It will not be economically viable to upgrade the UK's mobile broadband networks to LTE before 2015, according to analysts.
Informa Telecoms and Media said on Tuesday that the high-speed packet access (HSPA) networks currently in place will suffice in the medium term, with traffic congestion only likely to appear in 2013 some localised areas. However, this prediction might change if user behaviour changes significantly, putting extra strain on networks, said the analyst house.
"UK mobile broadband operators are faced with fierce competition while margins from voice are shrinking," senior analyst Dimitris Mavrakis said in a statement. "Even though there is growing demand for mobile data by smartphones and USB modems, current UK mobile network deployments are so dense that it would make the introduction of LTE both an investment-heavy and somewhat unjustifiable decision."
The long-term evolution (LTE) of 3G technology is likely to be marketed in the UK as '4G', although its first iteration technically falls short as it does not achieve maximum downlink speeds of 100Mbps while the user is in motion. Instead, it hits maximum speeds of around 50Mbps, which are already much more than the 14Mbps theoretical maximum of HSPA. A future version of LTE called LTE-Advanced will qualify as '4G'.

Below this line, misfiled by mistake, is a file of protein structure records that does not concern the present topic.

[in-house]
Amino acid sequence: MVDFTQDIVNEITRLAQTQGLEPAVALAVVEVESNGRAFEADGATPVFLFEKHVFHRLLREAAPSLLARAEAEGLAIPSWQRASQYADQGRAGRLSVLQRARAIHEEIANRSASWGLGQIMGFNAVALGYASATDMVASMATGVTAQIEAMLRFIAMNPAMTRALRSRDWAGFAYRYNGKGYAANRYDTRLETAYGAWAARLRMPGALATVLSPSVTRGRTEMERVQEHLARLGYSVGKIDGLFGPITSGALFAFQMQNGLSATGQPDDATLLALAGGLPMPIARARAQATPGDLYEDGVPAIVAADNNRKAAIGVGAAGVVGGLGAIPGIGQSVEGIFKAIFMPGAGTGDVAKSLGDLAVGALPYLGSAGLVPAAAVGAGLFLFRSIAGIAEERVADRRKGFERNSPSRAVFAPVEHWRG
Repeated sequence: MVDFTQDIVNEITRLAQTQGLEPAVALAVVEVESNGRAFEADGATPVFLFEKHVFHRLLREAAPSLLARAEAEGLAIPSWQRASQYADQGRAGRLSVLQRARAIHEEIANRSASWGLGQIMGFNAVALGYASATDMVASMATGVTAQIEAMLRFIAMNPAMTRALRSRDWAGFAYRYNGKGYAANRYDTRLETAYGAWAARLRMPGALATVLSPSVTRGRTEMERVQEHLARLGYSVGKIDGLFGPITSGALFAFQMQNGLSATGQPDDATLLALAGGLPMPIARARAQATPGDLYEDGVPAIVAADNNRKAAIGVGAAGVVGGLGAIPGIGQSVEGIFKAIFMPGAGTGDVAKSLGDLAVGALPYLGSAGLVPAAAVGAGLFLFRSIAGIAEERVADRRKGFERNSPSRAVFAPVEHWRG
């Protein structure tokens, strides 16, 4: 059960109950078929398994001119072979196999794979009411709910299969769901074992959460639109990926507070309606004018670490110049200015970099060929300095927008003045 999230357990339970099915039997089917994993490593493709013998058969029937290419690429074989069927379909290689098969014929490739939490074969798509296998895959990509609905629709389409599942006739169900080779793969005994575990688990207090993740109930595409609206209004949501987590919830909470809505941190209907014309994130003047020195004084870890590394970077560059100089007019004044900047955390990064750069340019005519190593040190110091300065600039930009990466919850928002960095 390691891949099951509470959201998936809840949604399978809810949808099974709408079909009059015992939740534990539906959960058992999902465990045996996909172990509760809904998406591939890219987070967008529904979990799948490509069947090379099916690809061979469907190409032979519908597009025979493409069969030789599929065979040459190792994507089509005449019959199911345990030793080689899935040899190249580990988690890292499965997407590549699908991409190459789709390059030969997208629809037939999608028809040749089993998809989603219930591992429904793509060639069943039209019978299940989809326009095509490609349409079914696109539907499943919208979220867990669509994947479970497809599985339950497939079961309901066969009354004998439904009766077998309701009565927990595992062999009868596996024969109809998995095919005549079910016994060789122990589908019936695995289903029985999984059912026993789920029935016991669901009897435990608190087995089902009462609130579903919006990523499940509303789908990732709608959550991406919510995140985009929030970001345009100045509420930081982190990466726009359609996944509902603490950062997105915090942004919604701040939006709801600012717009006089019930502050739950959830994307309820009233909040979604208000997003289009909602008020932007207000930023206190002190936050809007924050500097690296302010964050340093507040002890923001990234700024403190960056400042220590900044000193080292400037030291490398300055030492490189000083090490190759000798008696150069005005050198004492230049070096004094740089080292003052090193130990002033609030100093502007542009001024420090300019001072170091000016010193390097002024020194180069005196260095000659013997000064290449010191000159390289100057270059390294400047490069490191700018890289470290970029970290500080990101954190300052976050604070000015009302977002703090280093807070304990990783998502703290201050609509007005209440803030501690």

According to Mavrakis, UK mobile operators will be able to use HSPA to "meet traffic demands and alleviate capacity constraints until 2015, after which the upgrade to LTE may be justifiable since economies of scale for hardware will have reduced infrastructure costs".
"Plus, a complete LTE ecosystem will be established, including handsets and portable devices," Mavrakis added. The only LTE client devices currently in the early stages of deployment are mobile broadband dongles.
Although mobile operators have been complaining for the last year that soaring data usage is hurting their networks — a stance that several operators use to justify their stances against net neutrality — Informa is the second major analyst house this month to say that today's networks will remain sufficient for the time being. On 8 November, Analysys Mason said mobile data growth was "over-hyped" and suggested that "mobile network operators can easily meet the demands on their networks at the current growth rates without huge investment in LTE".
The first LTE deployments have already gone live in the Nordic countries. As early as last December, TeliaSonera launched a service in Oslo and Stockholm, and this week Tele2 and Telenor set their LTE services live in the Swedish cities of Stockholm, Gothenburg, Malmö and Karlskrona.
In the UK, no LTE deployment would in any case be possible until the relevant spectrum — at 800MHz and 2.6GHz — is made available at auction. In July, the government set out plans for this auction to take place at the end of 2011. This will be about three years later than was originally planned, due to threatened legal action from operators who want to see how much use they can get out of their existing resources before deciding on how much to bid for new spectrum.